raffamaiden <raffa...@gmail.com> writes:
> That is right? I do not want such a behavior. How can i solve this?

Store your data in text form rather than binary. It takes more work to
parse, but it's far more portable and robust, and allows you to inspect
and even modify the result with a regular text editor.

DES
--
Dag-Erling Smørgrav - d...@des.no

Hans-Bernhard Bröker

unread,
Dec 24, 2010, 2:10:39 PM12/24/10
to
On 16.12.2010 19:45, raffamaiden wrote:
> Hi all. I'm writing a program wich will write some variables to an
> output file. I do something like
>
> int a =5;
> fwrite(&a, sizeof(int), 1, my_file_ptr);

Don't do that.

> also mean that the file generated by the program that is running in
> one implementation will not be readable in another implementation,
> unless the program knows also in which implementation the instance
> that generated the file was running.

Yes --- which is exactly why you shouldn't do that.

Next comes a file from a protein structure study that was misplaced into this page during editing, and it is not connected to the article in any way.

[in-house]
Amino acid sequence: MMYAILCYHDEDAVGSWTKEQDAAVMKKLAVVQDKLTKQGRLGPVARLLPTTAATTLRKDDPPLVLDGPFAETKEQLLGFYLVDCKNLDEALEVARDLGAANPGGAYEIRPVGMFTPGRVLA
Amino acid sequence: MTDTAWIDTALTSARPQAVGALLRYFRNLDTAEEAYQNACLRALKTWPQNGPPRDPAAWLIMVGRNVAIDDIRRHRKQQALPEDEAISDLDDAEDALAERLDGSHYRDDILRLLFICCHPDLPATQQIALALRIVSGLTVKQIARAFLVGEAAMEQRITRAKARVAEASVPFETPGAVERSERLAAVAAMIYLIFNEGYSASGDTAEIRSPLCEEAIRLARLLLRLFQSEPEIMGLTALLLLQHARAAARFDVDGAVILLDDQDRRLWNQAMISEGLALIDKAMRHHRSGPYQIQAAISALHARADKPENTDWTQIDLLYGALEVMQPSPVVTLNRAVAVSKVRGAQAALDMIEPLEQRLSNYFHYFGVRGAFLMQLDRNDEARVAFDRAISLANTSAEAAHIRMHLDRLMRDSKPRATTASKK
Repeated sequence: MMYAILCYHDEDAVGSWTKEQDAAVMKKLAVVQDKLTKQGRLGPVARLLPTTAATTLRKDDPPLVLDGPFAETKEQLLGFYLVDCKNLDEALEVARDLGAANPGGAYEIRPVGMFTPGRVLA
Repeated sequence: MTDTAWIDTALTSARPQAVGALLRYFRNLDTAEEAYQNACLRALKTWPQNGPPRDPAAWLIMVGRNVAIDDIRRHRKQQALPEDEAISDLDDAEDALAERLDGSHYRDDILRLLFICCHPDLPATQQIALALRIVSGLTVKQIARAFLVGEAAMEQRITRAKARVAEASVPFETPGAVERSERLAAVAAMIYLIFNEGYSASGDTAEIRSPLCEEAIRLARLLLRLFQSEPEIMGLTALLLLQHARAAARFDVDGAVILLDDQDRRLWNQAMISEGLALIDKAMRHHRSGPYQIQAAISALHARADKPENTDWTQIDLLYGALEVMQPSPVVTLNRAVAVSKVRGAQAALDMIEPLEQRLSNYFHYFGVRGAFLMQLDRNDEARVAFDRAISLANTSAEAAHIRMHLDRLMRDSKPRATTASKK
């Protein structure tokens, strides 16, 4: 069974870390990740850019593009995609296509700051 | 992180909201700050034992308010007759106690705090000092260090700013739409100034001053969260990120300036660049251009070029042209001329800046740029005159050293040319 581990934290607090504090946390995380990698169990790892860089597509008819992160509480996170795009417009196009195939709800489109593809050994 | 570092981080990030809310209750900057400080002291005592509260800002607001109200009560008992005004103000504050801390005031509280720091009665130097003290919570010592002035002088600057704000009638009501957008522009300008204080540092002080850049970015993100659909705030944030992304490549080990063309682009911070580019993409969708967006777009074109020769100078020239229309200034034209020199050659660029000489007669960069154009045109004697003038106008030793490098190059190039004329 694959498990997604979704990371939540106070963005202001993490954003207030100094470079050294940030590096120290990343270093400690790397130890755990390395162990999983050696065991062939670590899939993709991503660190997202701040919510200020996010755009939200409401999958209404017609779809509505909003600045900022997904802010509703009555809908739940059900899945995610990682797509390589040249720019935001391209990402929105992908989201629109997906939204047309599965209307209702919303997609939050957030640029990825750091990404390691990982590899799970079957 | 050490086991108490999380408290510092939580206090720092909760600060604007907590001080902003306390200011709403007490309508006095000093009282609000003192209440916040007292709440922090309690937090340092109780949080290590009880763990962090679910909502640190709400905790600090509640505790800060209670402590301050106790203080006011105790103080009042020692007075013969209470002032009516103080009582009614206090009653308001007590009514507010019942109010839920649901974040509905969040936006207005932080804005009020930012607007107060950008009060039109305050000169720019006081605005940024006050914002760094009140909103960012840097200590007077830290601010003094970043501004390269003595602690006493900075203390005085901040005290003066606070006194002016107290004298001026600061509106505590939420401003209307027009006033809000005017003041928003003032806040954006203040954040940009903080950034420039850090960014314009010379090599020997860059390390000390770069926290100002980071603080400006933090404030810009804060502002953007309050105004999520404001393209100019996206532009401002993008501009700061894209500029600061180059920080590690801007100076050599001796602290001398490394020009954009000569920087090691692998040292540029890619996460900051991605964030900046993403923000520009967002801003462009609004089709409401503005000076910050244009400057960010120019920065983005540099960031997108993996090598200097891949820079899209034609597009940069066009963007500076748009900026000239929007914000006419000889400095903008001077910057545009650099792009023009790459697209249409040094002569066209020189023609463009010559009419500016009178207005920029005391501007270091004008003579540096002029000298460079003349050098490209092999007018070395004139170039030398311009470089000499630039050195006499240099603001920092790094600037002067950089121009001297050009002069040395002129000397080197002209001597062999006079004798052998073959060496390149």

> That is right? I do not want such a behavior. How can i solve this?

By far the easiest solution is human-readable text output. In a
nutshell: use fprintf() instead of fwrite().

It can be done with fwrite(), but it takes quite a lot of extra work.
For starters, you won't be writing anything bigger than one byte
directly. You have to break it down to individual bytes yourself.
Otherwise you have no control over the relation between numerical values
and their representation in the file.

Keith Thompson

unread,
Dec 24, 2010, 2:12:09 PM12/24/10
to
raffamaiden <raffa...@gmail.com> writes:
> Hi all. I'm writing a program wich will write some variables to an
> output file. I do something like
>
> int a =5;
> fwrite(&a, sizeof(int), 1, my_file_ptr);
>
> This will write an int to the file pointed by my_file_ptr. But i know
> that the c standard does not specify the exact size in bytes for its
> primitive type, as far as i know it only specifies that and int is an
> integer type that rapresents a number with a sign, but different
> implementations\operating systems can have different size for an int.
>